As for practical application of our methodology for creating ratings of regional ecologic management efficiency, we hold a positive viewpoint, as all necessary indicators for rating calculation are provided by official statistical organizations and are openly available. Our rating is based on quantitative indicators, can be calculated independently of regional authorities, and excludes any subjective influences. As any other official rating, it could be used for stimulating regional authorities to take genuine action in the sphere of ecology. However, unlike other ratings, the DEA-SBM model may also stimulate an optimization of environmental protection spending and, therefore, an introduction of technological and organizational eco-innovations.
The results of DEA models provide a Big Picture in the field of environmental management at the regional level. Taking into account the extreme non-transparency of this area in Russia (for example, the absence of publicly available information on what the budgetary funds allocated for environmental protection were spent on), they allow any independent researcher to identify the most problematic regions. A further detailed analysis of the environmental management processes will be required in order to determine the true reasons of inefficiency; however, DEA modeling helps to point out the potential corruption or technological violations in the region.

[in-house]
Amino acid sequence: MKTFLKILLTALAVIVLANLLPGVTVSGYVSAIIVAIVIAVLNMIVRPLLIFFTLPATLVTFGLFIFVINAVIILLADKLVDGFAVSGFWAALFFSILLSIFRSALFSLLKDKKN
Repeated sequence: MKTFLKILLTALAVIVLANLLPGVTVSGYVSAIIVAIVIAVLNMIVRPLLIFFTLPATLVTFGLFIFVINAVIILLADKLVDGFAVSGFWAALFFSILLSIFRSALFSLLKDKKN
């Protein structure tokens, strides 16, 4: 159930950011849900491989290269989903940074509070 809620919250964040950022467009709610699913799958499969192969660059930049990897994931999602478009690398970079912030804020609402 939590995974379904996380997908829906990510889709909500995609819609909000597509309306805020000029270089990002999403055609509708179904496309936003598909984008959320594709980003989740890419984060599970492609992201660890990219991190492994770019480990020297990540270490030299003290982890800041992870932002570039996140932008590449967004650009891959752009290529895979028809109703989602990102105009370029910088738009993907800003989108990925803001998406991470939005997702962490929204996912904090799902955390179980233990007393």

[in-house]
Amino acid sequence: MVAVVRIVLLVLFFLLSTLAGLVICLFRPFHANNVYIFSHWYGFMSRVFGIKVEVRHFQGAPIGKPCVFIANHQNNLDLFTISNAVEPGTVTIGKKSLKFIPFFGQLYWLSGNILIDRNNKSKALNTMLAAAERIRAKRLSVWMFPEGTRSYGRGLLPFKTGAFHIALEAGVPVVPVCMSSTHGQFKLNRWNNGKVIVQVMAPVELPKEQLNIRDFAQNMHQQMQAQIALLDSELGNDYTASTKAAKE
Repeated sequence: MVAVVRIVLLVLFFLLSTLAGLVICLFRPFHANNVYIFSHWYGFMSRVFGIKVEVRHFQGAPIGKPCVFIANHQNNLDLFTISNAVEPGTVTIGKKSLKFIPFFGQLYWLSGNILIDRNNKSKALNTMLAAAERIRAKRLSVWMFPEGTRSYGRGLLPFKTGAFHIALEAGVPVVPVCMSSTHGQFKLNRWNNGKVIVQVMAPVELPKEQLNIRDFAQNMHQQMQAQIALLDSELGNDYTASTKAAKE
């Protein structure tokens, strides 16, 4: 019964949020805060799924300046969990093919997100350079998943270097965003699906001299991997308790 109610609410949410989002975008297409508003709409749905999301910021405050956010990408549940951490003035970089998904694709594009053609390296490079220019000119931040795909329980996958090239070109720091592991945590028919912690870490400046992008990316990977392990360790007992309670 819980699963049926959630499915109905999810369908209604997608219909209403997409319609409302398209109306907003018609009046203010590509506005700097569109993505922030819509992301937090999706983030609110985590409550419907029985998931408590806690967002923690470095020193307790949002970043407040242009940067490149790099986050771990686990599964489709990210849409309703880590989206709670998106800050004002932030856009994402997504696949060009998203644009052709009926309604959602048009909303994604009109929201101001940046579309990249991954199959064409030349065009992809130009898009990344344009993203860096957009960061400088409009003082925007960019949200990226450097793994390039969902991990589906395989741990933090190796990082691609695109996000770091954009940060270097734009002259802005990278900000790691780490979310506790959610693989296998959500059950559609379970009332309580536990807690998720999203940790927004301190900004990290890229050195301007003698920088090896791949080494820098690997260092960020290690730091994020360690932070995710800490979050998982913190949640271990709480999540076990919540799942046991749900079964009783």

Author Contributions

All of the authors contributed to publishing this article. Conceptualization, S.R.; methodology, S.R. and A.L.; software, A.L. and I.L.; validation, S.R. and A.R.; formal analysis, S.R.; visualization, I.L. and A.L. All authors have read and agreed to the published version of the manuscript.


This work was supported by the Russian Science Foundation, project No. 17-11-01353 (implementation of DEA approach).

Institutional Review Board Statement

Not applicable.

Informed Consent Statement

Not applicable.

Data Availability Statement

Not applicable.


The authors also thank the academic editors and anonymous reviewers for their guidance and constructive suggestions.

Conflicts of Interest

The authors declare no conflict of interest.


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  92. Analytical Credit Rating Agency. Komu na Rusi Dyshat’ Horosho (Who Can Breathe Well in Russia). Available online: (accessed on 11 August 2020).